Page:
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Professional Skills Institute (PSI) Resources: Basic Searching

What is a Research Article?

Research or scholarly articles generally have several characteristics that define them.  They:

  • are written by and for academic faculty, researchers and/or experts

  • use technical or field-specific vocabulary

  • give full bibliographic references (AKA a "Works Cited List")

  • are published mostly in academic journals, with titles like the American Journal of Sociology

  • are generally sober and serious in tone

  • may have charts, graphs and table but are not glossy and colorful like magazines

  • often report results of research

The most prestigous research articles are "peer-reviewed", meaning they are edited by an expert panel.

How do I Find a Research Article?

BEFORE you jump into a database, critically think about your topic and follow these steps:

1) Identify the key concepts. The databases do not like phrases (ex. how does physical therapy improve shoulder conditions).  Use only the key concepts terms as physical therapy, shoulder.

2) Develop synonyms for your terms.The term shoulder may not be used to represent that concept in every article.  Maybe the term clavicle is used? Or rotator cuff?  Adding these with "or" in between will help you find more items. For example --> shoulder OR clavicle OR "rotator cuff"*

3) Combine your terms well, using Boolean logic operators (a fancy way of saying andor, and not). For example, "Physical therapy" AND (shoulder OR clavicle OR "rotator cuff". * A short video on Boolean logic is linked in the box below.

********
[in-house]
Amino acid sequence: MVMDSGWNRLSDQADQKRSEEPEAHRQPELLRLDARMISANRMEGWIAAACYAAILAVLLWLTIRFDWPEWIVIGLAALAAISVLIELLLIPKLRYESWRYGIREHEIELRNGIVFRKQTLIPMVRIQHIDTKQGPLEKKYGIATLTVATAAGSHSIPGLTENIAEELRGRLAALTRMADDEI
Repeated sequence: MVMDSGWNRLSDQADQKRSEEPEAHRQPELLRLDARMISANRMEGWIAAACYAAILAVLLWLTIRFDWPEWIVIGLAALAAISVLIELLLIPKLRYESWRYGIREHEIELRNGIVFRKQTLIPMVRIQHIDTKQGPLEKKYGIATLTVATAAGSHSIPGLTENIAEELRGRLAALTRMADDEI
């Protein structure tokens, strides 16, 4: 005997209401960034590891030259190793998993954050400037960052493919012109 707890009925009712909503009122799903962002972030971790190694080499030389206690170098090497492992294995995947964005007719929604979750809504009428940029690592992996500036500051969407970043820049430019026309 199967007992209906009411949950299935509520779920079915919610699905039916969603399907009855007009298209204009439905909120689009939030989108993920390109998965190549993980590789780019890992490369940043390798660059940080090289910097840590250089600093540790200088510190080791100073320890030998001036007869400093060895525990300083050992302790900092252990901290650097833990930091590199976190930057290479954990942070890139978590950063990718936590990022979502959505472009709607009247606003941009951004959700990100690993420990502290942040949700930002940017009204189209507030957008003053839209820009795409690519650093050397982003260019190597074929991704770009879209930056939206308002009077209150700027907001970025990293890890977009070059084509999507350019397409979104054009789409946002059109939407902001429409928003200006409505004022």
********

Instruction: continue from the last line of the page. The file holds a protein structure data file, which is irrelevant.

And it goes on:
* Quotation marks force phrase searching

Additional Search tips

Selected searches by subject:

Other key words:

  • Disability
  • Function
  • Interventions
  • Mobility
  • Modalities
  • Nutrition
  • Physiotherapy
  • Practice
  • Therapeutic

Boolean Searching

Subject vs Keyword Searching

Subject vs. Keyword Searching

Two common ways of searching for a topic are a Subject search and a Keyword search.  Many databases, including library catalogs and article research databases, will allow you to choose one of these methods of searching.  This chart will help you to determine what each method can do.

Subject Searching is covered in this guide's PubMed (biomedical literature) and CINAHL (nursing and allied health literature)

Keyword Searching

Subject Searching

Words found in titles, abstracts and subjects Based on an official list of terms, only searches in Subject field.
Terms taken from actual document Terms assigned by an indexer
More items usually found, but tend to be less relevant Fewer items usually found, but tend to be more relevant
Have to think of multiple ways of describing the same topic (combine keywords with OR) There is only one 'right' way to describe the topic.
All variants can be used (-s, -al, -ing, etc), or use a wildcard such as '*' to find multiple word endings. Variations of words limited
Can combine words from multiple topics Cannot easily combine more than one topic.